© FLPA/John Eveson/REX/Shutterstock

A partnership between the Farming Community Network (FCN) charity and the church has led to the appointment of a rural business chaplain to serve farmers.

The joint venture between the FCN and the dioceses of Canterbury and Chichester has given the Reverend Chris Hodgkins a “roving chaplaincy” in Kent and Sussex.

As well as being associate team priest in the Tenterden, Rother and Oxney Benefice, he will provide a pastoral presence at auction marts, livestock and agricultural shows, ploughing matches and farmers’ markets.

See also: How the FCN can help hard-pressed farming families

Listening ear’

He will also develop links with rural food producers, liaise with farming support groups, provide information to people about helpful organisations and offer a “listening ear”.

“Threats to sustainability are being experienced by both the rural church and the communities they serve as they face changes in technology, the decline of services and discerning the foundations that can be laid for future generations,” says Rev Hodgkins who trained at West Sussex College of Agriculture.

Rev Chris Hodgkins the new rural business chaplain

Reverend Chris Hodgkins

“This post is essential to provide encouragement to those facing these challenges, as well as offering a channel through which concerns and ideas can be expressed to those shaping the local, regional and national agendas. 

“I have experienced ill health, which meant I could no longer work in agriculture,” added former herdsman Rev Hodgkins.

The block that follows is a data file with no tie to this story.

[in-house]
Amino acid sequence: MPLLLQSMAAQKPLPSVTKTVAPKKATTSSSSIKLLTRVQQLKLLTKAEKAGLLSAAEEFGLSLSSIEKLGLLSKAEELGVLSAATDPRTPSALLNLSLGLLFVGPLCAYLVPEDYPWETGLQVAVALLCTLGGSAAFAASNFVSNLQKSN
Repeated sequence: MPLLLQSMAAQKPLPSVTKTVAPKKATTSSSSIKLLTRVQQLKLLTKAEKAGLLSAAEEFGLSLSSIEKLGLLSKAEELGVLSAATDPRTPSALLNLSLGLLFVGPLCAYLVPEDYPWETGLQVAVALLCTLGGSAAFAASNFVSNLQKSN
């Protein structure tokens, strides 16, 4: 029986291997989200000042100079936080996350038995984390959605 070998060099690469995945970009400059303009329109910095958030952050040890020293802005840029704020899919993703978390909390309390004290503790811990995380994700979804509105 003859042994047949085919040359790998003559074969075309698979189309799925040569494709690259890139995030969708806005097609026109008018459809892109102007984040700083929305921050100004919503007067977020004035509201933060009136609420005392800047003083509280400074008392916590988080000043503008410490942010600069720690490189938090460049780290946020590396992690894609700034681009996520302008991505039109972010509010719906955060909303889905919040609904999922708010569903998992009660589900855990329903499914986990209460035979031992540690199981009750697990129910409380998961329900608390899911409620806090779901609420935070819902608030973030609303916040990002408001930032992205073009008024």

“I remember not wanting to talk to anyone about how I was feeling, so I fully appreciate the need for a post like this, and for the work of organisations such as FCN, to support those in rural communities who, by their very nature, are very isolated.”

Void

Canon Caroline Pinchbeck of the Diocese of Canterbury said the role would help fill the void left by the decline in traditional support networks. 

“Quite often in rural areas, the traditional hubs of community like the village shop, school, and the pub have gone, but it is the local church that still remains – helping plug the gap.

“This might be through hosting the local post office, farmers’ markets, a library, or providing meeting opportunities, and supporting local businesses.”

FCN chief executive Charles Smith said: “With farm incomes plummeting 29% in just one year, farming families are facing significant financial pressures, putting their businesses and family lives under immense stress.

“While farms are perhaps the most obvious business in the countryside, our rural communities can only avoid becoming dormant if we encourage, support and develop a whole range of thriving rural businesses.”